Falling Object That Crashed Into Florida Home May Be Debris From the International Space Station

Nobody was hurt by the mysterious, two-pound object, but experts speculate it may be a piece of batteries ejected from the station in 2021

An aerial view of the International Space Station, with Earth visible below
A picture of the International Space Station captured by the Space Shuttle Discovery in 2007. Last month, a two-ton pallet of batteries released by the space station in 2021 re-entered Earth's atmosphere. It was expected to mostly burn up upon re-entry, but a two-pound piece of debris that struck a Florida home may have come from the batteries. NASA

A cylindrical object weighing about two pounds tore through the roof of Alejandro Otero’s home in Naples, Florida, last month. Otero was on vacation when his son, who was in the house when the debris fell, gave him a call, WINK News’ Annalise Iraola reported in March.

“Something ripped through the house and then made a big hole on the floor and on the ceiling,” Otero told the publication. “It was a tremendous sound. It almost hit my son. He was two rooms over and heard it all.”

Now, experts speculate the falling object might have come from the International Space Station (ISS)—the crash occurred shortly after some batteries ejected from the station in 2021 re-entered Earth’s atmosphere, per Ars Technica’s Stephen Clark.

The total mass of the batteries was originally 2.6 metric tons, but most of it was expected to burn up upon re-entry, according to the European Space Agency (ESA).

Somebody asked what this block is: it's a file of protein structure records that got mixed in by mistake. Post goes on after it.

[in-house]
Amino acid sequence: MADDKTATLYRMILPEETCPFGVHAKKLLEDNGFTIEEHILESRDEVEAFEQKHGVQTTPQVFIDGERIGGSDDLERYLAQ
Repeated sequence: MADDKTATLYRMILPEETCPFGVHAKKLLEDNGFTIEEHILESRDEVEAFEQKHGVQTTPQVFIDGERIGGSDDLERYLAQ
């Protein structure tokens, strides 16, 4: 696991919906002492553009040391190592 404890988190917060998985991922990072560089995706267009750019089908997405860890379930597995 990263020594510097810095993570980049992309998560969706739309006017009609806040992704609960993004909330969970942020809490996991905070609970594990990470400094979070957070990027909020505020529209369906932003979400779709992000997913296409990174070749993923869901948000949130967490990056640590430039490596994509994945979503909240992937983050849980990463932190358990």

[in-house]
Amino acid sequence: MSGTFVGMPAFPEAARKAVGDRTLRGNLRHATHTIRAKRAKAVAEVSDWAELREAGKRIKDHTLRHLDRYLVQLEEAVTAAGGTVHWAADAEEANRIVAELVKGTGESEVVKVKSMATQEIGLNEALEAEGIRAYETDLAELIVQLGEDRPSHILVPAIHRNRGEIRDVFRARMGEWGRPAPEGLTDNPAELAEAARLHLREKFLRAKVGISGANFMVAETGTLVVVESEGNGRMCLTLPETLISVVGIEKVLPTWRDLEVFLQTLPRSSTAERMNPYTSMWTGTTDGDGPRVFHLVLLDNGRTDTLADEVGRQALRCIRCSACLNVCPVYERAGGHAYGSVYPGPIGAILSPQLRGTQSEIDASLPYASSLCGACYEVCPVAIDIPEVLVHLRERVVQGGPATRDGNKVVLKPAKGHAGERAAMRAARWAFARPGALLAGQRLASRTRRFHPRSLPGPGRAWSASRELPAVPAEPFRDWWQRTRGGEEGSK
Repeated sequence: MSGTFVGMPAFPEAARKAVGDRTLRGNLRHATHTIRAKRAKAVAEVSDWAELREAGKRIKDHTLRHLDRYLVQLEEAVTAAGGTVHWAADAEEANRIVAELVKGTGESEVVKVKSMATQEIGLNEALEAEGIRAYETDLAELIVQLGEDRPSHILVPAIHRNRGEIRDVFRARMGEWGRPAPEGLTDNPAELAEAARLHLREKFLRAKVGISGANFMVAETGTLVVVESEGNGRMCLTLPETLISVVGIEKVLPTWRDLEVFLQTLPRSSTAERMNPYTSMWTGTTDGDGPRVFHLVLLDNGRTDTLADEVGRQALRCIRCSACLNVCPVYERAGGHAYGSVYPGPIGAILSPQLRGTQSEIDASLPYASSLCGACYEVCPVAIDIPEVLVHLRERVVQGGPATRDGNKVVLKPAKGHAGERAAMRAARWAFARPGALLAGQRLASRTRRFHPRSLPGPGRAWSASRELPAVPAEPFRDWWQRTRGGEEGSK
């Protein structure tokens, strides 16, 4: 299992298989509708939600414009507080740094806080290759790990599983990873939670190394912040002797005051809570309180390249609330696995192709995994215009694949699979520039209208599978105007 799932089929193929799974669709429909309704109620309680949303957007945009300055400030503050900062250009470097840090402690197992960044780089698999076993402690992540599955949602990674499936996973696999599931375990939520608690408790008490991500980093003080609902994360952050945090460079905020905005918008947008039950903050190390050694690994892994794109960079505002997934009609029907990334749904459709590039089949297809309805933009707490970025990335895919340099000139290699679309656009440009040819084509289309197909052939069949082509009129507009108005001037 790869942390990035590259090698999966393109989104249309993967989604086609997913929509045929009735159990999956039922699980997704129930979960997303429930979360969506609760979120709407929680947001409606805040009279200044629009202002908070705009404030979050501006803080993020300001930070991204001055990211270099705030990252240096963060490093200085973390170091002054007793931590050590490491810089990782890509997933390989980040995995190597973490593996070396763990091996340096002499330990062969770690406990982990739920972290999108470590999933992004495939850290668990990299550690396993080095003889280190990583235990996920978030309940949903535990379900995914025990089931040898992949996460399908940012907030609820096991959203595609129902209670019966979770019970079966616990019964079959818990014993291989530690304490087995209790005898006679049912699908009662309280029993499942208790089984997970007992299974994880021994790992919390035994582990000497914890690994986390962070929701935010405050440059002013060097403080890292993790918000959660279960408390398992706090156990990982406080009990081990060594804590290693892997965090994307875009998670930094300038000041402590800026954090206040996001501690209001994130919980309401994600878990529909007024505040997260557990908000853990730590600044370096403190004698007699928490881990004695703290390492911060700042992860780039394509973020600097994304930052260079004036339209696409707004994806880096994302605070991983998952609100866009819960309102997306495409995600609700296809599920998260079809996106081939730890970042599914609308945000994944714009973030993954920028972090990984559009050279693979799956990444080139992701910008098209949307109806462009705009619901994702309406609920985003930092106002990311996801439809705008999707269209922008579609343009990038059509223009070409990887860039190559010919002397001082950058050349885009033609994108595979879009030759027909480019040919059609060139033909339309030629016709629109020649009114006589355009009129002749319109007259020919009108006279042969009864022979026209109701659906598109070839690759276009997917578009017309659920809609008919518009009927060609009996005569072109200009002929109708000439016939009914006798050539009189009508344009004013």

“So you had a two-ton thing that re-entered the atmosphere, and this is some small fragment of it that survived and went through this poor guy’s house,” Jonathan McDowell, an astrophysicist at the Center for Astrophysics, Harvard & Smithsonian, who studies atmospheric re-entries, theorizes to Gizmodo’s Passant Rabie.

NASA has retrieved the object and is planning to analyze it to determine its origin, as Joshua Finch, a NASA spokesperson, tells Live Science’s Ben Turner.

In 2018, nine used batteries on the ISS got stranded at the station instead of being shipped back to Earth on a supply ship due to a series of delays, per Ars Technica. On March 11, 2021, the ISS released the batteries, attached to a cargo pallet, into space.

The pallet “is safely moving away from the station and will orbit Earth between two to four years before burning up harmlessly in the atmosphere,” NASA said in a 2021 statement. As the pallet approached Earth last month however, the ESA said in a statement that some parts of the debris could reach the ground—though the likelihood of someone getting hit was “very low.”

The ESA estimated that the batteries would reach Earth between 1:30 p.m. and 3:08 p.m. Eastern time on March 8. Changing levels of atmospheric drag, among other factors, made it difficult to predict where the re-entry would occur. The crash at Otero’s home occurred at 2:34 p.m. Eastern time on March 8, per Ars Technica.

Such instances of falling debris are far from uncommon—a large object from space makes an uncontrolled re-entry into Earth’s atmosphere around once a week, with much of the object burning up. But the pallet with nine batteries was the most massive object to ever be released from the ISS. And on this occasion, a fragment may have survived and struck Otero’s home.

“I was shaking. I was completely in disbelief. What are the chances of something landing on my house with such force to cause so much damage,” Otero told WINK News. “I’m super grateful that nobody got hurt.”

“NASA was rolling the dice … and they made an unlucky throw,” McDowell tells Gizmodo of the batteries’ release.

Around 28,000 objects launched to space remain in orbit around Earth, per the ESA. The Ivory Coast, Borneo and the Indian Ocean have been hit by falling debris from China’s Long March 5B boosters, and SpaceX rockets have rained material on farms in Washington state and Australia, per Live Science.

Otero could make a claim against the federal government for the cost of the damage if the object is NASA’s, Michelle Hanlon, an aviation and space law expert at the University of Mississippi, tells Ars Technica. Even if the object was launched by another country, “that country would be absolutely liable to the homeowner for the damage caused,” Hanlon says to the publication.

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